About Town: Week of Feb. 9
Thursday, Feb. 9
YASMIN LEVY CONCERT
Israeli Ladino/flamenco singer Yasmin Levy gives her Montreal premiere concert at the Outremont Theatre at 8:30 p.m. Acclaimed in Europe as a rising world music star, Levy is the daughter of Yitzhak Levy, a cantor and musicologist who is dedicated to preserving the 500-year-old Sephardi song tradition. She’s bringing that heritage to new audiences by adapting it to flamenco, jazz and other contemporary styles. Her latest album includes a Ladino version of Leonard Cohen’s Hallelujah. Tickets, 495-9944.
Friday, Feb. 10
TU B’SHVAT SEDER
A Tu b’Shvat seder, featuring four cups of wine, fruit and nuts, is held at Temple Emanu-El-Beth Sholom following 8:15 p.m. services. This informal Shabbat, led by Rabbi Julia Appel and cantorial soloist Rachelle Shubert, celebrates the New Year of the Trees and their bounty. Reservations, Rosie Zizek,937-3575, ext. 213.
Sunday, Feb. 12
Teams from Congregations Beth Israel Beth Aaron and Tifereth Beth David Jerusalem take to the Bell Centre ice to vie for the first annual Kiddush Cup at 2 p.m. Coached by their respective rabbis, Reuben Poupko and Chaim Steinmetz, the teams are raising money for the two Côte St. Luc shuls, which are friendly rivals. There’s also an auction of hockey memorabilia and skating for the family afterward. Registration, 487-1323.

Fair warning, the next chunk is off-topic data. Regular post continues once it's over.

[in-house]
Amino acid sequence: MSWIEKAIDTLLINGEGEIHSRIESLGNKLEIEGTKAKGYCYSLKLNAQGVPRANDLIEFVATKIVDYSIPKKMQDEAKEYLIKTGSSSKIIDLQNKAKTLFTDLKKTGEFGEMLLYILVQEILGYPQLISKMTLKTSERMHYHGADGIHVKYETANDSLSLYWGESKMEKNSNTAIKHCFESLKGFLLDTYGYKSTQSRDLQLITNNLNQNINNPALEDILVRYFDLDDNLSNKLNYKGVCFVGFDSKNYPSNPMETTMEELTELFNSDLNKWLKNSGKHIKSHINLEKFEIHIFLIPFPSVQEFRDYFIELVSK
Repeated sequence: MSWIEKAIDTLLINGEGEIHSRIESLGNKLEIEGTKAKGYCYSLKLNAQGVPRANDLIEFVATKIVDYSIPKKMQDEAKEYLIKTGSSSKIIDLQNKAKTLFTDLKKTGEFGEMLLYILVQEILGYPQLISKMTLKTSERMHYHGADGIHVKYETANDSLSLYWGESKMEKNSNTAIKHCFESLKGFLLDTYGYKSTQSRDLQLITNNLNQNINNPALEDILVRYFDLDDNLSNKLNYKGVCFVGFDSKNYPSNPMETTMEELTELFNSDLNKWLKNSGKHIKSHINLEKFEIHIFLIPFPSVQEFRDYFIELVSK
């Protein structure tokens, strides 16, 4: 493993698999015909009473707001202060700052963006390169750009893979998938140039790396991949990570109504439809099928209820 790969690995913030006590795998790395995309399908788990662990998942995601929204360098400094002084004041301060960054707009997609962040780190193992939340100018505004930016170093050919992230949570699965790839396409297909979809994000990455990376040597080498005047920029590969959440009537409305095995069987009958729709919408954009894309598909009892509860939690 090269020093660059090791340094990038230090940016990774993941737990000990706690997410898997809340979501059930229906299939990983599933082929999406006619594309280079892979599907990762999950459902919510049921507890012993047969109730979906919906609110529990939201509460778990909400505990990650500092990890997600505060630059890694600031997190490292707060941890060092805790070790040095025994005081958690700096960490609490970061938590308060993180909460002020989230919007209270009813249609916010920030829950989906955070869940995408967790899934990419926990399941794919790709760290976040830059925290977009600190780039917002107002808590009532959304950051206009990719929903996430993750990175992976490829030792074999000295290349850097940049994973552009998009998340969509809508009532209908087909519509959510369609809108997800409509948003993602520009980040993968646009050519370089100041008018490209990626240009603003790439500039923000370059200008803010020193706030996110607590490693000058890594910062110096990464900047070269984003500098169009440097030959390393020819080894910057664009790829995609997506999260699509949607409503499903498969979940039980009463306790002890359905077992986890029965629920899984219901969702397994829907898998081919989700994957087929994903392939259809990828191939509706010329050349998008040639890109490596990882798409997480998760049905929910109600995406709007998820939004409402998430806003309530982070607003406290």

Rabbi Gedaliah Fleer leads a workshop on overcoming “self-sabotage,” at Congregation Tzohar, 10 a.m.-4 p.m. It’s designed for people who want to overcome negativism to reach their full potential. Reservations, email@example.com.
Sex therapist Laurie Betito speaks on relationships, at an event for singles over 45 at The Chevra, 7:30 p.m. Dessert reception follows. Reservations, Iona, 482-3366.
The Jewish National Fund’s 24th annual Tree-a-Thon phone campaign takes places 9 a.m.-5 p.m. This year’s focus is on saving the endangered acacia tree of Israel’s central Arava desert. 934-0313, ext. 221.
Monday, Feb. 13
FRENCH PLAY AT SEGAL